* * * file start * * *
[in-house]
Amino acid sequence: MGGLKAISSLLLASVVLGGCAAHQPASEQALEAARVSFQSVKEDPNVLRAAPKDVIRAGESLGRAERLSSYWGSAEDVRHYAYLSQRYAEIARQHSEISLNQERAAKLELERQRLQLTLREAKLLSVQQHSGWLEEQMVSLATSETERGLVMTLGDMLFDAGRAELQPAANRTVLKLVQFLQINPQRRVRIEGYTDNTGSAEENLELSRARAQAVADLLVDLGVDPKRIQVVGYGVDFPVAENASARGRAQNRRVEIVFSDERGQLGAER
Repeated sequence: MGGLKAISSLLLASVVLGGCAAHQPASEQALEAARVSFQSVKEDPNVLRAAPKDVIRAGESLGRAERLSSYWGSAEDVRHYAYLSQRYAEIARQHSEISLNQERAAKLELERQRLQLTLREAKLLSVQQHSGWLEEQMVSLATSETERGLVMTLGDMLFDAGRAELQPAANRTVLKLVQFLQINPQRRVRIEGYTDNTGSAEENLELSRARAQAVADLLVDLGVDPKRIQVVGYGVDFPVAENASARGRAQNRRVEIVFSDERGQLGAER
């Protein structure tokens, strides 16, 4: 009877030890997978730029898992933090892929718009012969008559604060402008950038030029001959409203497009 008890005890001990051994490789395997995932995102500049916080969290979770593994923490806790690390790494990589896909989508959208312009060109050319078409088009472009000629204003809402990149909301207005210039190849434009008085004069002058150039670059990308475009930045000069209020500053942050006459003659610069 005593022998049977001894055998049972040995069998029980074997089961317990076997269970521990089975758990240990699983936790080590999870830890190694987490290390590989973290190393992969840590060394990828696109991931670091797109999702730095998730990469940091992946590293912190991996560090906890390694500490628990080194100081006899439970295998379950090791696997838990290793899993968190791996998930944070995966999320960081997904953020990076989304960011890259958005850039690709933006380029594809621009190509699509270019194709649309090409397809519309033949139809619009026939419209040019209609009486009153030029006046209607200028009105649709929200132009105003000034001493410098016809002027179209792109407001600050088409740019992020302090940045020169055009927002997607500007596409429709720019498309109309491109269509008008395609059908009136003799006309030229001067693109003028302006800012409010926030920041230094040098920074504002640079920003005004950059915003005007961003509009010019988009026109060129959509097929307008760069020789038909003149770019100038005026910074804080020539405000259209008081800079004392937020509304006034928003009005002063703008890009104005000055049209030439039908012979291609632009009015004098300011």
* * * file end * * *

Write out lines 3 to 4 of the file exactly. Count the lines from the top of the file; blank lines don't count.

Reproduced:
Repeated sequence: MGGLKAISSLLLASVVLGGCAAHQPASEQALEAARVSFQSVKEDPNVLRAAPKDVIRAGESLGRAERLSSYWGSAEDVRHYAYLSQRYAEIARQHSEISLNQERAAKLELERQRLQLTLREAKLLSVQQHSGWLEEQMVSLATSETERGLVMTLGDMLFDAGRAELQPAANRTVLKLVQFLQINPQRRVRIEGYTDNTGSAEENLELSRARAQAVADLLVDLGVDPKRIQVVGYGVDFPVAENASARGRAQNRRVEIVFSDERGQLGAER
């Protein structure tokens, strides 16, 4: 009877030890997978730029898992933090892929718009012969008559604060402008950038030029001959409203497009 008890005890001990051994490789395997995932995102500049916080969290979770593994923490806790690390790494990589896909989508959208312009060109050319078409088009472009000629204003809402990149909301207005210039190849434009008085004069002058150039670059990308475009930045000069209020500053942050006459003659610069 005593022998049977001894055998049972040995069998029980074997089961317990076997269970521990089975758990240990699983936790080590999870830890190694987490290390590989973290190393992969840590060394990828696109991931670091797109999702730095998730990469940091992946590293912190991996560090906890390694500490628990080194100081006899439970295998379950090791696997838990290793899993968190791996998930944070995966999320960081997904953020990076989304960011890259958005850039690709933006380029594809621009190509699509270019194709649309090409397809519309033949139809619009026939419209040019209609009486009153030029006046209607200028009105649709929200132009105003000034001493410098016809002027179209792109407001600050088409740019992020302090940045020169055009927002997607500007596409429709720019498309109309491109269509008008395609059908009136003799006309030229001067693109003028302006800012409010926030920041230094040098920074504002640079920003005004950059915003005007961003509009010019988009026109060129959509097929307008760069020789038909003149770019100038005026910074804080020539405000259209008081800079004392937020509304006034928003009005002063703008890009104005000055049209030439039908012979291609632009009015004098300011």